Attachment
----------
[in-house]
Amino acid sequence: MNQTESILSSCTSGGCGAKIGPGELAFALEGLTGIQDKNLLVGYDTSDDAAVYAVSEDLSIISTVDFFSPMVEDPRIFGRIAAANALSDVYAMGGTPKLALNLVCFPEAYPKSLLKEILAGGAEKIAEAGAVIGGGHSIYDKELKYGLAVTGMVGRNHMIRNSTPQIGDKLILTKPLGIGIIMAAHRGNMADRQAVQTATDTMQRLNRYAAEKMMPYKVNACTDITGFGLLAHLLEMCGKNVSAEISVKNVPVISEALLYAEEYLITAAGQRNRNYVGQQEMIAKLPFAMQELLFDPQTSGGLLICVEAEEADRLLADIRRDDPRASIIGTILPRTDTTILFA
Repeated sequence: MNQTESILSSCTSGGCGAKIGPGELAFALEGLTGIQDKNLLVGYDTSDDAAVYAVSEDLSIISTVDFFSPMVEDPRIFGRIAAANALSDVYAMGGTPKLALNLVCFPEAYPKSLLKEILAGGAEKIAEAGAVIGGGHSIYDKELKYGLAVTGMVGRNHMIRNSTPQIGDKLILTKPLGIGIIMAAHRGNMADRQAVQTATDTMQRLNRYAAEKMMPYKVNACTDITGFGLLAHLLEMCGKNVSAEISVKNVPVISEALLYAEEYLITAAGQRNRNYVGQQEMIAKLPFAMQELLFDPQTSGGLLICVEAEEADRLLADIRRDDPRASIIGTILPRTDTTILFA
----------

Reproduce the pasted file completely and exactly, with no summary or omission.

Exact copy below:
[in-house]
Amino acid sequence: MNQTESILSSCTSGGCGAKIGPGELAFALEGLTGIQDKNLLVGYDTSDDAAVYAVSEDLSIISTVDFFSPMVEDPRIFGRIAAANALSDVYAMGGTPKLALNLVCFPEAYPKSLLKEILAGGAEKIAEAGAVIGGGHSIYDKELKYGLAVTGMVGRNHMIRNSTPQIGDKLILTKPLGIGIIMAAHRGNMADRQAVQTATDTMQRLNRYAAEKMMPYKVNACTDITGFGLLAHLLEMCGKNVSAEISVKNVPVISEALLYAEEYLITAAGQRNRNYVGQQEMIAKLPFAMQELLFDPQTSGGLLICVEAEEADRLLADIRRDDPRASIIGTILPRTDTTILFA
Repeated sequence: MNQTESILSSCTSGGCGAKIGPGELAFALEGLTGIQDKNLLVGYDTSDDAAVYAVSEDLSIISTVDFFSPMVEDPRIFGRIAAANALSDVYAMGGTPKLALNLVCFPEAYPKSLLKEILAGGAEKIAEAGAVIGGGHSIYDKELKYGLAVTGMVGRNHMIRNSTPQIGDKLILTKPLGIGIIMAAHRGNMADRQAVQTATDTMQRLNRYAAEKMMPYKVNACTDITGFGLLAHLLEMCGKNVSAEISVKNVPVISEALLYAEEYLITAAGQRNRNYVGQQEMIAKLPFAMQELLFDPQTSGGLLICVEAEEADRLLADIRRDDPRASIIGTILPRTDTTILFA